Pictured Above: The cover of “Women and Migration,” the subject of a March 13 discussion at the Parrish Art Museum 

Women make up just over half of the world’s population, and their role in families that are forced to move from their homes is a vital one.

The Parrish Art Museum is exploring this dynamic with a talk with several contributors to the 2019 book “Women and Migration: Responses in Art and History” on Friday, March 13 at 6 p.m. 

The essays in the book “chart how women’s profound and turbulent experiences of migration have been articulated in writing, photography, art and film,” giving “an impression of a wide range of migratory events from women’s perspectives, covering the Caribbean Diaspora, refugees and slavery through the various lenses of politics and war, love and family,” according to the publisher, Open Book Publishers. 

“The contributors, which include academics and artists, offer both personal and critical points of view on the artistic and historical repositories of these experiences. Selfies, motherhood, violence and Hollywood all feature in this substantial treasure-trove of women’s joy and suffering, disaster and delight, place, memory and identity.”

Three of the book’s contributors will be on-hand for the discussion, including one of its editors, Ellyn Toscano, Senior Director of Programing, Partnerships and Community Engagement for New York University in Brooklyn, and longtime director of NYU Villa La Pietra in Florence, Italy, where an international group of women convened in 2018 by another of the book’s editors, Deborah Willis, discussed their experiences with migration.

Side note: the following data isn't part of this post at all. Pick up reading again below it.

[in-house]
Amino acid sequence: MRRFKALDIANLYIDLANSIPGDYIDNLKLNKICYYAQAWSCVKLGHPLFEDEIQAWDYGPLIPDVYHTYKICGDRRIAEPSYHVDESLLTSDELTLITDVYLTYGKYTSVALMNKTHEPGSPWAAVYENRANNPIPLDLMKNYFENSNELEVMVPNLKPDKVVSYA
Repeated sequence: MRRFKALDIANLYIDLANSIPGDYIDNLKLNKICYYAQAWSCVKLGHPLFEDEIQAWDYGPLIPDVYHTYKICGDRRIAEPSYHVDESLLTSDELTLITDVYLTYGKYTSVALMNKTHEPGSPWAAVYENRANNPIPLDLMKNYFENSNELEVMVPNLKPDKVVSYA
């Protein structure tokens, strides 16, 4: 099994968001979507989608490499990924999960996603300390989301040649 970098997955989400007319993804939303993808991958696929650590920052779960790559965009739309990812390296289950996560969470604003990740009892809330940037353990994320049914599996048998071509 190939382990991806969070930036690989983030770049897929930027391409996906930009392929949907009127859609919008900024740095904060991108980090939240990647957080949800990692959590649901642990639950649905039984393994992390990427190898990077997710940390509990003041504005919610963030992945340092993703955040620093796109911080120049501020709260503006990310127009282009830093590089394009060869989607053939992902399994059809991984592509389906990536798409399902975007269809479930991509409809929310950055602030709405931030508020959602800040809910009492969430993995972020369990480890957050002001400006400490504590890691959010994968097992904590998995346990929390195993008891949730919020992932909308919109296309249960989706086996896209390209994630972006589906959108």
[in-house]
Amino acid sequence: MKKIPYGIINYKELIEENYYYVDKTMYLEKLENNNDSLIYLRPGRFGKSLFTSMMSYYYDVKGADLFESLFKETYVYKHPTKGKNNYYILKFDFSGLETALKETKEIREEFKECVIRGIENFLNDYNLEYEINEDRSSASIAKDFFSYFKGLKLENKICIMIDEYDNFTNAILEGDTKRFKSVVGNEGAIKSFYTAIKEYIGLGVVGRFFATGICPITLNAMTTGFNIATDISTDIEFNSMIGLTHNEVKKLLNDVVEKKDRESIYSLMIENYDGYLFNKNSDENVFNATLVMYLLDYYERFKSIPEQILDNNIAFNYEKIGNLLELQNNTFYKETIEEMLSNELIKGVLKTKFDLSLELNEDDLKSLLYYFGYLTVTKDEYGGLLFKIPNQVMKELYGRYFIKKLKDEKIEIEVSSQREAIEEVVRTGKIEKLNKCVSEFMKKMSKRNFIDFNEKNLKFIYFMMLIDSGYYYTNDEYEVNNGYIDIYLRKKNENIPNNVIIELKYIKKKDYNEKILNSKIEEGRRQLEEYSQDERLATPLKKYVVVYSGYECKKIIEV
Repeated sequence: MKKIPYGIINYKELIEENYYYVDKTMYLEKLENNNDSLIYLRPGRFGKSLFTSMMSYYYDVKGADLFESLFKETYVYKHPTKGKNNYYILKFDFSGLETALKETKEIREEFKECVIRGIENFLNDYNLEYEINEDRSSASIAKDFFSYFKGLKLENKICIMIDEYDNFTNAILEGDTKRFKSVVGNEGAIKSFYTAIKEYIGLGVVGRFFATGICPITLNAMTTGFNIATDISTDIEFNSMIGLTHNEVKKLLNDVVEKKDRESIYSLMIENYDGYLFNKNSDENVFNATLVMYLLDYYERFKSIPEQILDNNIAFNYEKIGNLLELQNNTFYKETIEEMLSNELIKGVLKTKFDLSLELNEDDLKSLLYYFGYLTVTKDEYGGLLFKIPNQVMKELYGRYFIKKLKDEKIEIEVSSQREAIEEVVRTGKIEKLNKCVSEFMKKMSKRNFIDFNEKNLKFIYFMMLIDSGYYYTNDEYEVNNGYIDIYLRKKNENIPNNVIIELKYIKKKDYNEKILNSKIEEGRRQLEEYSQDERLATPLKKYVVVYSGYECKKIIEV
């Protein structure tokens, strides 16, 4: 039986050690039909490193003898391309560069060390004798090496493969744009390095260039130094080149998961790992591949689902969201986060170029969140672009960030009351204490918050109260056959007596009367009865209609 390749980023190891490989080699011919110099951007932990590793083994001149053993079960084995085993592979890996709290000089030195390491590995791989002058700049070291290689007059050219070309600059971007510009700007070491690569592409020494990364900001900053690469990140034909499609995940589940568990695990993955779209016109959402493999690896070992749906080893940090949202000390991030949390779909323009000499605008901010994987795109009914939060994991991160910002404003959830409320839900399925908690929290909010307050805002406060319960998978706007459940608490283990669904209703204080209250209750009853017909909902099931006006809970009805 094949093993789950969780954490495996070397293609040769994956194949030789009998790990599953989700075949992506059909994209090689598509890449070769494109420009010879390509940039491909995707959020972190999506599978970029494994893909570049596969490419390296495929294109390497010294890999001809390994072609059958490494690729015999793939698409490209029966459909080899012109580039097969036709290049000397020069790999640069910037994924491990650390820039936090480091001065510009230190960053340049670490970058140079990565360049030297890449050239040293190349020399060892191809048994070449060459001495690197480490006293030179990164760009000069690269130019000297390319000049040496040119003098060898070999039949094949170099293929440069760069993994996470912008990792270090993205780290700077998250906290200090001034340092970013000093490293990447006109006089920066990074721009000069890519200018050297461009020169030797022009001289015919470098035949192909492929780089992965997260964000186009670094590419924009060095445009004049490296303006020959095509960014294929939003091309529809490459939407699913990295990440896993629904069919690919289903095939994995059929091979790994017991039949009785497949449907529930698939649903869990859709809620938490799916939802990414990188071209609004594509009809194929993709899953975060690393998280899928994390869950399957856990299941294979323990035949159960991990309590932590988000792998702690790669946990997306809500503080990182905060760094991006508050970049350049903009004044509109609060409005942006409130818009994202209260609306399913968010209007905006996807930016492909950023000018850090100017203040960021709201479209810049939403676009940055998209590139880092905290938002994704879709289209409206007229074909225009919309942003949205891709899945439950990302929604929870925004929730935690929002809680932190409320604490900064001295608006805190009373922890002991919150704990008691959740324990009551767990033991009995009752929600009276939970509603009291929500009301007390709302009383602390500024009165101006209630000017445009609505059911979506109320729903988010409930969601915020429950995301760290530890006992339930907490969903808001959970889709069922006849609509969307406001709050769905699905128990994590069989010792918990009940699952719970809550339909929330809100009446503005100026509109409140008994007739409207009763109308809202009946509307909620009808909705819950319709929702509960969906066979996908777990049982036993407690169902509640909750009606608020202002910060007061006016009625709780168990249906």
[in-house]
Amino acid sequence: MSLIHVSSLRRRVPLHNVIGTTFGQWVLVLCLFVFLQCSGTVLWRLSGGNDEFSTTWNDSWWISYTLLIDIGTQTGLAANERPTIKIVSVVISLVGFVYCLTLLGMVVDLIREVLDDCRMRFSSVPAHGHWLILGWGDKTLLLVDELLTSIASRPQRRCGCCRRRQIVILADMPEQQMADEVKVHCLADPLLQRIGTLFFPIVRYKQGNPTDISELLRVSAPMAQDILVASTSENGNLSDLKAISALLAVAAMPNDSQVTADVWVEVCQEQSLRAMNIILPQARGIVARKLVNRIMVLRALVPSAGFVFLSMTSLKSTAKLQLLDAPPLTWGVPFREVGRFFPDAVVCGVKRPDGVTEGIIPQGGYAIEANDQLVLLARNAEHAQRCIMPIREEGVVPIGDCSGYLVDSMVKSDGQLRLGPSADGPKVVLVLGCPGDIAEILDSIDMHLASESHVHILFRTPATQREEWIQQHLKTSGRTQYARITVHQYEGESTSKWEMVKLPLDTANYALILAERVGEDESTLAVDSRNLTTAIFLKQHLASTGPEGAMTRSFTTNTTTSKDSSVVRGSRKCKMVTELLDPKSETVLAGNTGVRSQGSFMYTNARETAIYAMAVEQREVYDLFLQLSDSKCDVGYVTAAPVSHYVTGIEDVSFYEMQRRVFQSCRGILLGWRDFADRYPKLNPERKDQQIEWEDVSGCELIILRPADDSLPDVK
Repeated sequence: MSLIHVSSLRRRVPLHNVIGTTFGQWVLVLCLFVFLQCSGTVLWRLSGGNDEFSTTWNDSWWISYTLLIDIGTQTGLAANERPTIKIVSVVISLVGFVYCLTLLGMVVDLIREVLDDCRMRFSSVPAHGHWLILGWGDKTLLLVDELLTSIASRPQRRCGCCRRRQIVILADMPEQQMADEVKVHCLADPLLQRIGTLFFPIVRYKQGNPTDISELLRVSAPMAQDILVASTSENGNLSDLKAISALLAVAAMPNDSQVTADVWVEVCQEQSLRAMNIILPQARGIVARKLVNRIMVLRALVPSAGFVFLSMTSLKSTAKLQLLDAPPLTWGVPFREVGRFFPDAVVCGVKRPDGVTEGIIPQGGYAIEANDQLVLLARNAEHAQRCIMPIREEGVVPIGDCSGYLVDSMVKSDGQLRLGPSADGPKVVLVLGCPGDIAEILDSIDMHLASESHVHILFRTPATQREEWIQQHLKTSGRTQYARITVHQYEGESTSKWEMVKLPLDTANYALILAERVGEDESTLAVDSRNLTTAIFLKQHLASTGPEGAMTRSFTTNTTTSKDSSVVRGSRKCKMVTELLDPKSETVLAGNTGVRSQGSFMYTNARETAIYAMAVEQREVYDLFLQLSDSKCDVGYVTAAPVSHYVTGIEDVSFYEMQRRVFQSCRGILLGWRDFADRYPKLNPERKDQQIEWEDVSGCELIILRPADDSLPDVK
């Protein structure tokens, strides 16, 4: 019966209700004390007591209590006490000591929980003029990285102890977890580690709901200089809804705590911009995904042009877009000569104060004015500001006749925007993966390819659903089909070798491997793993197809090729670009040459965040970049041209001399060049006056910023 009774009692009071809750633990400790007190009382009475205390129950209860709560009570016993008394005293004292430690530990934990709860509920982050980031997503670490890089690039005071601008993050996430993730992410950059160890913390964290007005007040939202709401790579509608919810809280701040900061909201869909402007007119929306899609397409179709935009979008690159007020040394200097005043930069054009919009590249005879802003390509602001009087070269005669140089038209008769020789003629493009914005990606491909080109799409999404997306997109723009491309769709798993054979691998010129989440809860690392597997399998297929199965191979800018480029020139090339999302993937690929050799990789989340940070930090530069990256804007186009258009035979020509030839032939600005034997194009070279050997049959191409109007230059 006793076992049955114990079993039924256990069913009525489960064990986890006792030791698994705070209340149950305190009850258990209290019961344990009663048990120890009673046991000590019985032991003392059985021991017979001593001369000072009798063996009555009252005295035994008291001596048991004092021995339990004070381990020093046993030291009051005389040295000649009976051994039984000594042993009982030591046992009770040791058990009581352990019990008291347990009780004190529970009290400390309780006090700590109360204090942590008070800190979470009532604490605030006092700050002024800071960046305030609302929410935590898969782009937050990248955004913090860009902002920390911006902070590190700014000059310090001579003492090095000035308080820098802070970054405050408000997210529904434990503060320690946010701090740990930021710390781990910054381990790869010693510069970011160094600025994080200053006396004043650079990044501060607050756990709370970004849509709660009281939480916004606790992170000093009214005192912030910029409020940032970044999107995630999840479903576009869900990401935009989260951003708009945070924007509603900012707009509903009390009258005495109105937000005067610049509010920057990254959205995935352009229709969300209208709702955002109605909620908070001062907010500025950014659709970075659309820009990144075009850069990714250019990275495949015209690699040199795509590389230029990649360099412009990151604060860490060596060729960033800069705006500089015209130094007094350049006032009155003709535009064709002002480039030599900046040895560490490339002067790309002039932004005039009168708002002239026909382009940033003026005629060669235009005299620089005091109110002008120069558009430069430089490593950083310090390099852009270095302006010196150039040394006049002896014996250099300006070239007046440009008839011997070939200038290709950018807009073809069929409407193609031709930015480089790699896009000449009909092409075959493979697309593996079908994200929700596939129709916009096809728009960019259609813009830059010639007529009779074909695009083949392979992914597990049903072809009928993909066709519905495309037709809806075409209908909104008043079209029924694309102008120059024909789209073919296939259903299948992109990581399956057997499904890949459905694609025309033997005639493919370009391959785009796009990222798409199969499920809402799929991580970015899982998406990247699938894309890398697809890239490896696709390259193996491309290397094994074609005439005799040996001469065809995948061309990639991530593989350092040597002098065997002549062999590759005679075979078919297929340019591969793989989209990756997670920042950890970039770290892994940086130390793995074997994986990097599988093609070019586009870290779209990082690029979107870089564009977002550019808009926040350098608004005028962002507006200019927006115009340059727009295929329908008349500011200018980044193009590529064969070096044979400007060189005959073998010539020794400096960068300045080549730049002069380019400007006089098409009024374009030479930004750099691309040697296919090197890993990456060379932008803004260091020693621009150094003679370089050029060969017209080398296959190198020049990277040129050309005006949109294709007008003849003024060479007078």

Grace Aneiza Ali, a Curator, Assistant Professor and Provost Fellow at the Tisch School of the Arts at NYU, was at that gathering.

“What we all had in common was that migration was a central part of our work, lives and scholarships,” she said in an interview with The Beacon in late February. “It was so global in its scope, in terms of the women there and the different ways we had experienced migration, displacement and dislocation,” she said. “To share that in an intimate setting was incredibly supportive, and the discussion was so thoughtful and provocative.”

Many of the women there were artists who used media ranging from photography to literature and visual arts to “expand how we think about what migration does to families, the trauma migration has on families,” said Ms. Ali. “For me art and literature is one of more powerful ways to express those experiences. It brings all of our disciplines into the conversation. It’s a beautiful model.”